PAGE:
“If people can’t live there, where’s the culture? Culture is lived. If people can’t be there to enjoy the façade and however red they’re going to make the building to be, what’s the point? To be honest, I’m calling out systemic racism in this way of thinking about design, this way of thinking about culture.”

The tenants’ union and other groups against the Beedie project plan to lobby the provincial government to step in to expropriate the property for social housing.

Chinese seniors in colourful hats and jackets pack an office meeting room with a backdrop of a drawing of Vancouver City Hall.
The board thanked the ‘very young and the very old’ who showed up to speak at the 105 Keefer hearings. Opponents at the start of the hearings on May 29 had to wait a month for the decision. Photo by Christopher Cheung.

‘The rules have changed’

105 Keefer has been viewed as a bellwether for the future of Chinatown by supporters and opponents alike.

In recent years, the neighbourhood’s challenges include the declining number of Chinese businesses, the gentrification of blue-collar Chinatown into a trendy spot for upscale shops and services, the inadequate quality and limited supply of homes for Chinese seniors and issues with crime and safety, particularly incidents involving hate and discrimination.

Those in support of the building believe the new condo residents will help revitalize the area. Those against the building believe it will continue to make Chinatown too exclusive for its low-income residents. An open letter to the board from local organizations opposed to the project counted five new condo projects in recent years and noted that they did not bring “the promised increased business for our legacy, heritage, cultural and family-owned businesses.… Instead, they increased development pressure on the surrounding neighbourhood, and we watched as beloved neighbours continued to close their shops for good.”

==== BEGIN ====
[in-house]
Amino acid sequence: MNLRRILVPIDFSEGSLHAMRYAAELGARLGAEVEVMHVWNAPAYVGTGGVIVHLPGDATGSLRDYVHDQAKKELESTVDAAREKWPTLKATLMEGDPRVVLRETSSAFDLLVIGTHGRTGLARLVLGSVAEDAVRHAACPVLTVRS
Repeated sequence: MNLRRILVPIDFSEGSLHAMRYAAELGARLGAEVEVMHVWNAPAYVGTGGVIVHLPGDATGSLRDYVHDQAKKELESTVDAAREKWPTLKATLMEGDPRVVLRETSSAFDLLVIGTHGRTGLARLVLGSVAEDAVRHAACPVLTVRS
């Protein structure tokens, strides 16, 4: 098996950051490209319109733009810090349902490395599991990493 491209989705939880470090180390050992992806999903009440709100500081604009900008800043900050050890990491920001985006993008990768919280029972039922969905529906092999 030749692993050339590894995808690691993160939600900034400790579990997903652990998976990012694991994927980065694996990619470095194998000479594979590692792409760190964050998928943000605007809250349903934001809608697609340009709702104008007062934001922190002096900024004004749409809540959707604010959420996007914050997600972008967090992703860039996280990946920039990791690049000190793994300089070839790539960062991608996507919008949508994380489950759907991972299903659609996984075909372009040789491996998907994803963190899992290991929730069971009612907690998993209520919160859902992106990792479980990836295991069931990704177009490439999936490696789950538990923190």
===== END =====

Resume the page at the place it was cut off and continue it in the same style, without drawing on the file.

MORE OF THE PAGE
On the day of the decision, property listings for Keefer Street condos in Chinatown range from a new 528-square-foot unit listed at $628,000 to a 2,557-square-foot floor in a renovated building listed at $2 million.

Ahead of approving 105 Keefer, engineering general manager LaClaire had some words for those protesters who hoped that this second consideration of the project would result in a rejection from the city.

“I heard a lot of frustration from speakers that felt like they’re back here to make the same argument,” said LaClaire. “What I would say to all those speakers is, in fact, the rules have changed.”

In 2011, city council approved development policies that allowed for taller and wider buildings in Chinatown in hopes that the new density would help revitalize the area.

However, following the 2017 protests in opposition to 105 Keefer, city council changed course in 2018, requiring new buildings to be smaller, to the disappointment of developers.

“The type of project that can be approved by this board now is different,” said LaClaire, recognizing the role of the protests. “They had an impact. They had an effect.”  [Tyee]